Amendment 3 Would Undermine Florida’s Schools and Universities, Health Care, and Roads
Amendment 3 will hinder Florida's efforts to strengthen its economy if voters adopt it, according to a new report from the Center on Budget and Policy Priorities.
The measure, which the Florida Legislature placed on the ballot for this November, would impose rigid limits on state spending, forcing cuts to education, roads and highways, health care and other key services that support Florida's economy and quality of life.
"Under Amendment 3, Floridians could expect parents being forced to shoulder the cost of books and supplies for their children, tuition hikes that put college out of reach for many hard-working students, and deterioration of roads, bridges, and ports," said Erica Williams, policy analyst at the Center and co-author of the report. "That's no way to develop the highly-skilled workforce and strong infrastructure Florida needs to compete economically."
Amendment 3 is designed to defer its spending cuts for several years. But once in effect, they would quickly become large and severe. If the measure were to take full effect today rather than several years from now, the state would lose more than $11 billion in cumulative revenues in just 10 years, the report finds (see chart).
"The measure raises concerns about accountability, as most of the legislators who voted to put it on the ballot will no longer be in office when the cuts actually take full effect," said Williams.
Colorado, the only state that has adopted such a measure (known there as TABOR), saw a serious deterioration in services prior to a successful effort by business and civic leaders to suspend it beginning in 2006.
Amendment 3 likely would:
- cause deep funding cuts for Florida's schools and universities, because 49 percent of the revenues subject to the proposed spending cap go to the state's education system;
- limit funding for medical care for more than 250,000 children and put at risk care for Florida seniors including home health care and Alzheimer's care;
- increase the cost to hospitals and taxpayers of providing health care for Floridians who lack health insurance;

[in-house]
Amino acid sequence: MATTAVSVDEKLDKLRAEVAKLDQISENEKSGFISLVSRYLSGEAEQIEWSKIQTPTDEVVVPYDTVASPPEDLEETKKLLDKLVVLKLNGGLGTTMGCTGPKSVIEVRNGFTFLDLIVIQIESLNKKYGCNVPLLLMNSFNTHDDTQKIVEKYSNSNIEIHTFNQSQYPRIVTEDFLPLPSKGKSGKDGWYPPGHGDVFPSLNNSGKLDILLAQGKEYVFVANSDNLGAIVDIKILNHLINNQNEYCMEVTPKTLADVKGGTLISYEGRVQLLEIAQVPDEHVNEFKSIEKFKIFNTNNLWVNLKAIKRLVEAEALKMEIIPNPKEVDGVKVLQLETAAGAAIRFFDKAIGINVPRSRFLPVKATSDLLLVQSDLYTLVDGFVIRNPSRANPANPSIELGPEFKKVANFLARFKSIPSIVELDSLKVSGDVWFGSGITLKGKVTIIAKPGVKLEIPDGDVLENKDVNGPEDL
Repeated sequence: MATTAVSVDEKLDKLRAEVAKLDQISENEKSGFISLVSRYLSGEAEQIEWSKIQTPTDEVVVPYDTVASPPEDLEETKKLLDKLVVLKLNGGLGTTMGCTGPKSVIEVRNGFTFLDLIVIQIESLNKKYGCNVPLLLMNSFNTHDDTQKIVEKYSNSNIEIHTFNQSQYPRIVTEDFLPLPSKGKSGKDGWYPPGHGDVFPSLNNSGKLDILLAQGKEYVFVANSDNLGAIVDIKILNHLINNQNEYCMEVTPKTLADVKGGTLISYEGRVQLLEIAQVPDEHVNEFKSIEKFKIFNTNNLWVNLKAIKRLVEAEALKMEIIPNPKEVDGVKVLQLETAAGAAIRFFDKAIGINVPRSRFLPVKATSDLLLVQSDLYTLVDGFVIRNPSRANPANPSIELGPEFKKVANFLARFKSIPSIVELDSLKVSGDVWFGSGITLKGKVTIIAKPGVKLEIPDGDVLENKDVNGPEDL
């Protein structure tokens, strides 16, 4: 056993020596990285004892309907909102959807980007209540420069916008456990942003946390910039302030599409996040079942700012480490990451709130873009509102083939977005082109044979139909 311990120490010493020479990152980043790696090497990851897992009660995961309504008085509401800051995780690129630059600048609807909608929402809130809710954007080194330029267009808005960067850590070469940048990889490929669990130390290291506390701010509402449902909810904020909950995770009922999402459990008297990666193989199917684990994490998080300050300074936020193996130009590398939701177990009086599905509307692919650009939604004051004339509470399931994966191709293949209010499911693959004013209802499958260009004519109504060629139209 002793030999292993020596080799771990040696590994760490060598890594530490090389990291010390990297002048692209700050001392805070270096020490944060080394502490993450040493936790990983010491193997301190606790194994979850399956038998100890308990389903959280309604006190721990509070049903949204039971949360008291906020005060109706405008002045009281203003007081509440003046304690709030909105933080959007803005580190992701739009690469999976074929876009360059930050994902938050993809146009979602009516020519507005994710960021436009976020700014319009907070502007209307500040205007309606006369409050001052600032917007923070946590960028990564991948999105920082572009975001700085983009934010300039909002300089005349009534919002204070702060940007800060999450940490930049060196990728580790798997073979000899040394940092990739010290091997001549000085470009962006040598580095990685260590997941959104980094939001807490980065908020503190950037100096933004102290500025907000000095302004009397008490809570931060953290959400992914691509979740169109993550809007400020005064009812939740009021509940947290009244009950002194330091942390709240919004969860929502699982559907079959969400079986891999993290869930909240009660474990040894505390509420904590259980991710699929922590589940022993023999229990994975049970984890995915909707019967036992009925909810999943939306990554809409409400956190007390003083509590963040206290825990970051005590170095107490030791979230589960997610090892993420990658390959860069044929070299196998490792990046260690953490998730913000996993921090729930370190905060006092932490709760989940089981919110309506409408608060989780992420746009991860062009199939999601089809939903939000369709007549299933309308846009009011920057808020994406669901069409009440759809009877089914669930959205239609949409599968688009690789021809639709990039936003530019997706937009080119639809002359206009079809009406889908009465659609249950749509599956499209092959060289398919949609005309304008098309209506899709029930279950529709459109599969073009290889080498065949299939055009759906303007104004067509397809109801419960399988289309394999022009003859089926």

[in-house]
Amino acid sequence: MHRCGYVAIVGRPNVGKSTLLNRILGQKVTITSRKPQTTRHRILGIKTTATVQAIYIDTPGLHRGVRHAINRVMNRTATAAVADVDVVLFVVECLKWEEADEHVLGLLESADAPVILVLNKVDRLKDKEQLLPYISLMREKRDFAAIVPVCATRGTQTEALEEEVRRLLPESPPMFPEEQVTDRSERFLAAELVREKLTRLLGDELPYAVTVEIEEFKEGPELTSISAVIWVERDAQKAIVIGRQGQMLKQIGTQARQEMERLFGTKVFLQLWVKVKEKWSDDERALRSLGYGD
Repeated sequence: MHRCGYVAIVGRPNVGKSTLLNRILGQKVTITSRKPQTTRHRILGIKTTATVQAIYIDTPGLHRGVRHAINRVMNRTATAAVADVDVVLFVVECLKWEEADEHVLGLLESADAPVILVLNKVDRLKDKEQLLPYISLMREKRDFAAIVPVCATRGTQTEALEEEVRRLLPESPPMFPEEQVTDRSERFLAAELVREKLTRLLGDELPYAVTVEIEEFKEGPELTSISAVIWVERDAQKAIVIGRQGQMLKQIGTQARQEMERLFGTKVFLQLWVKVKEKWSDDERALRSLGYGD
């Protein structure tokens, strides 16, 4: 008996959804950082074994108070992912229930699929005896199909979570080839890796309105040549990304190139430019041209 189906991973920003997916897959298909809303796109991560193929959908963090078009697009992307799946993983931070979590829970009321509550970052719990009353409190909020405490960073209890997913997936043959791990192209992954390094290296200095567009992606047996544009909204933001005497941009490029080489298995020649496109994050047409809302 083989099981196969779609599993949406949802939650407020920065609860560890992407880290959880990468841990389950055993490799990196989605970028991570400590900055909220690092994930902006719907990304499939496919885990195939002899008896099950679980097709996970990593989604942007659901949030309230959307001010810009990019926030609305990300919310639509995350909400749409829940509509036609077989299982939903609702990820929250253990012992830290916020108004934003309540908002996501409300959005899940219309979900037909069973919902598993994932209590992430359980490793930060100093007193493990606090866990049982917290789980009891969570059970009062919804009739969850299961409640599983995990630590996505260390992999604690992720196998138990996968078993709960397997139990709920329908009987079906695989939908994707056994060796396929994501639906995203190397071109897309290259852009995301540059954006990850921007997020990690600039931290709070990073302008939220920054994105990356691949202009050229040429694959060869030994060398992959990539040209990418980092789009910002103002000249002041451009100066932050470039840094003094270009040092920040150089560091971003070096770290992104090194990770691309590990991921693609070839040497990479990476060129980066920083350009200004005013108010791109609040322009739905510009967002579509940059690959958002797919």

- limit the state's ability to maintain Florida's roads, bridges, ports and other transportation systems and allow the deterioration of Florida's natural resources, air and water quality; and
- make it much more difficult for Florida to invest in building new schools, new roads, clean water systems, and other infrastructure projects by raising the cost of borrowing for such investments.
When Colorado adopted TABOR in 1992 it ranked in the middle of the pack among states on a number of measures of key public services; under TABOR, it fell to the bottom. For example, between 1992 and 2001, Colorado fell from 35th to 49th in the nation in K-12 spending as a percentage of personal income. And, between 1992 and 2002, Colorado also plummeted from 24th to 50th in the nation in the share of children receiving their full vaccinations.
"Florida already ranks at or near the bottom among states on a range of education and health coverage measures. It's dead last in providing health insurance coverage to low-income kids and in K-12 education spending as a share of the economy" said Williams. "If Amendment 3 passes, Florida likely will remain stuck at the bottom of national rankings as its performance on education, health care and other areas gets even worse."
The full report, Florida's Amendment 3 Would Cut Funds for Schools, Health Care, Roads, and Other Services, is available at http://www.cbpp.org/cms/index.cfm?fa=view&id=3831.